He looked as if he apprehended some loss of valuable time, but, touched by the involuntary gesture of appeal with which I supplemented my request, he led me into a corner, where, with just an encouraging glance toward Mr. Durand, who seemed struck dumb by my action, I told the inspector of that momentary picture which I had seen reflected in what I was now sure was some window-pane or mirror.
"It was at a time coincident, or very nearly coincident, with the perpetration of the crime you are now investigating," I concluded. "Within five minutes afterward came the shout which roused us all to what had happened in the alcove. I do not know what passage I saw or what door or even what figure; but the latter, I am sure, was that of the guilty man. Something in the outline (and it was the outline only I could catch) expressed an emotion incomprehensible to me at the moment, but which, in my remembrance, impresses me as that of fear and dread. It was not the entrance to the alcove I beheld--that would have struck me at once--but some other opening which I might recognize if I saw it. Can not that opening be found, and may it not give a clue to the man I saw skulking through it with terror and remorse in his heart?"
"Was this figure, when you saw it, turned toward you or away?" the inspector inquired with unexpected interest.
"Turned partly away. He was going from me."
"And you sat--where?"
"Shall I show you?"
The inspector bowed, then with a low word of caution turned to my uncle.
"I am going to take this young lady into the hall for a moment, at her own request. May I ask you and Mr. Durand to await me here?"
Without pausing for reply, he threw open the door and presently we were pacing the deserted supper-room, seeking the place where I had sat. I found it almost by a miracle,--everything being in great disorder. Guided by my bouquet, which I had left behind me in my escape from the table, I laid hold of the chair before which it lay, and declared quite confidently to the inspector:
"This is where I sat."
Naturally his glance and mine both flew to the opposite wall. A window was before us of an unusual size and make. Unlike any which had ever before come under my observation, it swung on a pivot, and, though shut at the present moment, might very easily, when opened, present its huge pane at an angle capable of catching reflections from some of the many mirrors decorating the reception-room situated diagonally across the hall. As all the doorways on this lower floor were of unusual width, an open path was offered, as it were, for these reflections to pass, making it possible for scenes to be imaged here which, to the persons involved, would seem as safe from any one's scrutiny as if they were taking place in the adjoining house.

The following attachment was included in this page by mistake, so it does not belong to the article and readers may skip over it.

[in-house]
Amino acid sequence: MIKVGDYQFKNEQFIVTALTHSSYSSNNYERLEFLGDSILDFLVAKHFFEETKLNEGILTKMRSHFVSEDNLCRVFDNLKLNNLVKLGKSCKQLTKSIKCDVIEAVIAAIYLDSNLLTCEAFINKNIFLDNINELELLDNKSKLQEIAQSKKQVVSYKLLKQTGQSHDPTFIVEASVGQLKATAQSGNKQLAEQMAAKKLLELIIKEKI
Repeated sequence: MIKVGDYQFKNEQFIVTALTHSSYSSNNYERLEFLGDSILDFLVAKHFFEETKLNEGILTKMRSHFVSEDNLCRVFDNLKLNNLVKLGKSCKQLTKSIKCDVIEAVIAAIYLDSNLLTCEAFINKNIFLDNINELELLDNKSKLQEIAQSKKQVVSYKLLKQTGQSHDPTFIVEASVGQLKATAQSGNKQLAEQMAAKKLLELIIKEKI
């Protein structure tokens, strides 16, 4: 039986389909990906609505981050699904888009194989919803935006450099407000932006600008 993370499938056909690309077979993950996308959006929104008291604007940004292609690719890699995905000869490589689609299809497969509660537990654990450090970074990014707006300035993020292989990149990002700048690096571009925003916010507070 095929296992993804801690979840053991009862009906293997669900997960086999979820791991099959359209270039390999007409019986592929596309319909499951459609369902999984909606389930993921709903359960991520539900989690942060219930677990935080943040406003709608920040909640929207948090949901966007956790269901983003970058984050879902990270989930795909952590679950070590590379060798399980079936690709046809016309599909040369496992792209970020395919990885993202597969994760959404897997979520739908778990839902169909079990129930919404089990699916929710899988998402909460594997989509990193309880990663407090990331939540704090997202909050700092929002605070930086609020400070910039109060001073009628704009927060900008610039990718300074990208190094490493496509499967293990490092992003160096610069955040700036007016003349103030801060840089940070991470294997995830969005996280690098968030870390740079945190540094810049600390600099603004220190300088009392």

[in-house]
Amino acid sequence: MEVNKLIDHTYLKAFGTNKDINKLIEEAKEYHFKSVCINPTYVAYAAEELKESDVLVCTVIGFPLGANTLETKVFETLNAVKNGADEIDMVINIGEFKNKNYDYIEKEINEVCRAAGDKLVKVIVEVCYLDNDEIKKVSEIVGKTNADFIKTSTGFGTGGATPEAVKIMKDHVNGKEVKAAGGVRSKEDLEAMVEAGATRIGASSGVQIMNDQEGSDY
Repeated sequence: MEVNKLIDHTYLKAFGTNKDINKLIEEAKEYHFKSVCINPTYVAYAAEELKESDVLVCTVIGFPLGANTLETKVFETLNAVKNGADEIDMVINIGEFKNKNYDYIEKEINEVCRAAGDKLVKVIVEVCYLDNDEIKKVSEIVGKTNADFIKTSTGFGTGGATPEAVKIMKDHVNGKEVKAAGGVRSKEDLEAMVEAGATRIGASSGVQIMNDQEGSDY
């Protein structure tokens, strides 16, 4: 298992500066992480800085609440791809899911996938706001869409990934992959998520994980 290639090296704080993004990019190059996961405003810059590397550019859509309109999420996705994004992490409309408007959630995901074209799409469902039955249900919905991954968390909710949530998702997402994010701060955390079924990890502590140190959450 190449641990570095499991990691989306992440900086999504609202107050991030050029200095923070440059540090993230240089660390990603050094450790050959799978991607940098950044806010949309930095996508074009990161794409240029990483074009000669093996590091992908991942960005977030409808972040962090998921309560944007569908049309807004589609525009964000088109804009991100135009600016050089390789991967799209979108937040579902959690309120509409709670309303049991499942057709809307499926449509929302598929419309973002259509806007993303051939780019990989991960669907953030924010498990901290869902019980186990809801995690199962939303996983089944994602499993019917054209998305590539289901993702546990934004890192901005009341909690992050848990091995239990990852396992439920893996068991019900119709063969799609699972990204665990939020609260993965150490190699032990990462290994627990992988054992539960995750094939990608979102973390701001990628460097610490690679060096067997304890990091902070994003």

As we realized this, a look passed between us of more than ordinary significance. Pointing to the window, the inspector turned to a group of waiters watching us from the other side of the room and asked if it had been opened that evening.
The answer came quickly.
"Yes, sir,--just before the--the--"
"I understand," broke in the inspector; and, leaning over me, he whispered: "Tell me again exactly what you thought you saw."
But I could add little to my former description. "Perhaps you can tell me this," he kindly persisted. "Was the picture, when you saw it, on a level with your eye, or did you have to lift your head in order to see it?"
"It was high up,--in the air, as it were. That seemed its oddest feature."
The inspector's mouth took a satisfied curve. "Possibly I might identify the door and passage, if I saw them," I suggested.
"Certainly, certainly," was his cheerful rejoinder; and, summoning one of his men, he was about to give some order, when his impulse changed, and he asked if I could draw.
I assured him, in some surprise, that I was far from being an adept in that direction, but that possibly I might manage a rough sketch; whereupon he pulled a pad and pencil from his pocket and requested me to make some sort of attempt to reproduce, on paper, my memory of this passage and the door.
My heart was beating violently, and the pencil shook in my hand, but I knew that it would not do for me to show any hesitation in fixing for all eyes what, unaccountably to myself, continued to be perfectly plain to my own. So I endeavored to do as he bade me, and succeeded, to some extent, for he uttered a slight ejaculation at one of its features, and, while duly expressing his thanks, honored me with a very sharp look.
"Is this your first visit to this house?" he asked.
"No; I have been here before."
"In the evening, or in the afternoon?"
"In the afternoon."
"I am told that the main entrance is not in use to-night."
"No. A side door is provided for occasions like the present. Guests entering there find a special hall and staircase, by which they can reach the upstairs dressing-rooms, without crossing the main hall. Is that what you mean?"
"Yes, that is what I mean."
I stared at him in wonder. What lay back of such questions as these?
"You came in, as others did, by this side entrance," he now proceeded. "Did you notice, as you turned to go up stairs, an arch opening into a small passageway at your left?"
"I did not," I began, flushing, for I thought I understood him now. "I was too eager to reach the dressing-room to look about me."
"Very well," he replied; "I may want to show you that arch."
The outline of an arch, backing the figure we were endeavoring to identify, was a marked feature in the sketch I had shown him.
"Will you take a seat near by while I make a study of this matter?"
I turned with alacrity to obey. There was something in his air and manner which made me almost buoyant. Had my fanciful interpretation of what I had seen reached him with the conviction it had me? If so, there was hope,--hope for the man I loved, who had gone in and out between curtains, and not through any arch such as he had mentioned or I had described. Providence was working for me. I saw it in the way the men now moved about, swinging the window to and fro, under the instruction of the inspector, manipulating the lights, opening doors and drawing back curtains. Providence was working for me, and when, a few minutes later, I was asked to reseat myself in my old place at the supper-table and take another look in that slightly deflected glass, I knew that my effort had met with its reward, and that for the second time I was to receive the impression of a place now indelibly imprinted on my consciousness.